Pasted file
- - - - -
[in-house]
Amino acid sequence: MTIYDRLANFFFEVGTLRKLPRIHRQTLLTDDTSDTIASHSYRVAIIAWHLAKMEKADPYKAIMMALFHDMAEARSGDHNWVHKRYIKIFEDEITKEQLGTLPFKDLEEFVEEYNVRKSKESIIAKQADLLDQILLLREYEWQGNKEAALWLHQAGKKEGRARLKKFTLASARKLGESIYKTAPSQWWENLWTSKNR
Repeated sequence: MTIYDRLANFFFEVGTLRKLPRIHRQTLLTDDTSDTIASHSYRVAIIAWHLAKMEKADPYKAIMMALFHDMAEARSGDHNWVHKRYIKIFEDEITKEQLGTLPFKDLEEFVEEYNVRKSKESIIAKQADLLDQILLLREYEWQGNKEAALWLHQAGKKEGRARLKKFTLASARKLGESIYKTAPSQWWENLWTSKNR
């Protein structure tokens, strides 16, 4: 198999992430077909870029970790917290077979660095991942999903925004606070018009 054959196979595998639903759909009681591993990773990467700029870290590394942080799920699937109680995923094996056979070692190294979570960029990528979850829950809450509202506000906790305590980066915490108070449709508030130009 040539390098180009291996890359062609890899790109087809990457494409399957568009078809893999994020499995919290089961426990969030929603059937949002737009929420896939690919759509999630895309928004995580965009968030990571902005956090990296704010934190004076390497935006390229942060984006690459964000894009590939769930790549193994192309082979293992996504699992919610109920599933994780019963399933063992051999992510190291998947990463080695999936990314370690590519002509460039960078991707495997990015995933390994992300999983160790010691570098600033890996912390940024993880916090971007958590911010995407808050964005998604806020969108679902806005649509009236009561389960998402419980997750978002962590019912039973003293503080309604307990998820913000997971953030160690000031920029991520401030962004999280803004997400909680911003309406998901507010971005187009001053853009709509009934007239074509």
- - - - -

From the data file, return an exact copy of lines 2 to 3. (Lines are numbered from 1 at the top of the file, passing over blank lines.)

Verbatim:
Amino acid sequence: MTIYDRLANFFFEVGTLRKLPRIHRQTLLTDDTSDTIASHSYRVAIIAWHLAKMEKADPYKAIMMALFHDMAEARSGDHNWVHKRYIKIFEDEITKEQLGTLPFKDLEEFVEEYNVRKSKESIIAKQADLLDQILLLREYEWQGNKEAALWLHQAGKKEGRARLKKFTLASARKLGESIYKTAPSQWWENLWTSKNR
Repeated sequence: MTIYDRLANFFFEVGTLRKLPRIHRQTLLTDDTSDTIASHSYRVAIIAWHLAKMEKADPYKAIMMALFHDMAEARSGDHNWVHKRYIKIFEDEITKEQLGTLPFKDLEEFVEEYNVRKSKESIIAKQADLLDQILLLREYEWQGNKEAALWLHQAGKKEGRARLKKFTLASARKLGESIYKTAPSQWWENLWTSKNR